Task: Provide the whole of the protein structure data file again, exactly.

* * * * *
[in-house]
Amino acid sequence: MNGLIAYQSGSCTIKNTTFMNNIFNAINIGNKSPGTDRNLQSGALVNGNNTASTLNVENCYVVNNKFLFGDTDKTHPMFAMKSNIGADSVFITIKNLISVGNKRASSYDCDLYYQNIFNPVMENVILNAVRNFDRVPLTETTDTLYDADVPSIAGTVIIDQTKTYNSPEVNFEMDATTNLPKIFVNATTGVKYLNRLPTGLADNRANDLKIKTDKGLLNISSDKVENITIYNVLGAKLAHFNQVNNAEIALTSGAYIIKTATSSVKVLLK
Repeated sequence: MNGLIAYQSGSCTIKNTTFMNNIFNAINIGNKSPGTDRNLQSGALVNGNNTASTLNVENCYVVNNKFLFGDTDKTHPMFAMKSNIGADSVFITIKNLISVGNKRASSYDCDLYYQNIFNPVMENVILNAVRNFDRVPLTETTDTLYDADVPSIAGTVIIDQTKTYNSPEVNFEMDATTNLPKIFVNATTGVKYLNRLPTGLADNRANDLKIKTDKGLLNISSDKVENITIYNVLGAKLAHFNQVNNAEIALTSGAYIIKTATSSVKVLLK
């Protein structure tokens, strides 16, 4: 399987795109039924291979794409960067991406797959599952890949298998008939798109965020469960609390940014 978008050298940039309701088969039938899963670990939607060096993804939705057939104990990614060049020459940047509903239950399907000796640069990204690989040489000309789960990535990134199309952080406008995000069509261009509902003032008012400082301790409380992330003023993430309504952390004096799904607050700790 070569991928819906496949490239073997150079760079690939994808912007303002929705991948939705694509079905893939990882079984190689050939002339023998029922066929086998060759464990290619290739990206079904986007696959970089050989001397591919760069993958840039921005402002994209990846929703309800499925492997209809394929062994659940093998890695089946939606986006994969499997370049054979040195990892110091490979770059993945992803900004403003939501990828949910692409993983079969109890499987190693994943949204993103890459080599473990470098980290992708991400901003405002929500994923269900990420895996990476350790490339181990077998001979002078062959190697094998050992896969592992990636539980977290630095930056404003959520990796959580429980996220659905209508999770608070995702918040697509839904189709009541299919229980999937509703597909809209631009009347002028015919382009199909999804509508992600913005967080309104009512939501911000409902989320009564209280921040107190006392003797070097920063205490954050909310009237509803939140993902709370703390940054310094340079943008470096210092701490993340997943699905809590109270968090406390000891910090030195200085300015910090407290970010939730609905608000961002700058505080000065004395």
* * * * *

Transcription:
[in-house]
Amino acid sequence: MNGLIAYQSGSCTIKNTTFMNNIFNAINIGNKSPGTDRNLQSGALVNGNNTASTLNVENCYVVNNKFLFGDTDKTHPMFAMKSNIGADSVFITIKNLISVGNKRASSYDCDLYYQNIFNPVMENVILNAVRNFDRVPLTETTDTLYDADVPSIAGTVIIDQTKTYNSPEVNFEMDATTNLPKIFVNATTGVKYLNRLPTGLADNRANDLKIKTDKGLLNISSDKVENITIYNVLGAKLAHFNQVNNAEIALTSGAYIIKTATSSVKVLLK
Repeated sequence: MNGLIAYQSGSCTIKNTTFMNNIFNAINIGNKSPGTDRNLQSGALVNGNNTASTLNVENCYVVNNKFLFGDTDKTHPMFAMKSNIGADSVFITIKNLISVGNKRASSYDCDLYYQNIFNPVMENVILNAVRNFDRVPLTETTDTLYDADVPSIAGTVIIDQTKTYNSPEVNFEMDATTNLPKIFVNATTGVKYLNRLPTGLADNRANDLKIKTDKGLLNISSDKVENITIYNVLGAKLAHFNQVNNAEIALTSGAYIIKTATSSVKVLLK
């Protein structure tokens, strides 16, 4: 399987795109039924291979794409960067991406797959599952890949298998008939798109965020469960609390940014 978008050298940039309701088969039938899963670990939607060096993804939705057939104990990614060049020459940047509903239950399907000796640069990204690989040489000309789960990535990134199309952080406008995000069509261009509902003032008012400082301790409380992330003023993430309504952390004096799904607050700790 070569991928819906496949490239073997150079760079690939994808912007303002929705991948939705694509079905893939990882079984190689050939002339023998029922066929086998060759464990290619290739990206079904986007696959970089050989001397591919760069993958840039921005402002994209990846929703309800499925492997209809394929062994659940093998890695089946939606986006994969499997370049054979040195990892110091490979770059993945992803900004403003939501990828949910692409993983079969109890499987190693994943949204993103890459080599473990470098980290992708991400901003405002929500994923269900990420895996990476350790490339181990077998001979002078062959190697094998050992896969592992990636539980977290630095930056404003959520990796959580429980996220659905209508999770608070995702918040697509839904189709009541299919229980999937509703597909809209631009009347002028015919382009199909999804509508992600913005967080309104009512939501911000409902989320009564209280921040107190006392003797070097920063205490954050909310009237509803939140993902709370703390940054310094340079943008470096210092701490993340997943699905809590109270968090406390000891910090030195200085300015910090407290970010939730609905608000961002700058505080000065004395």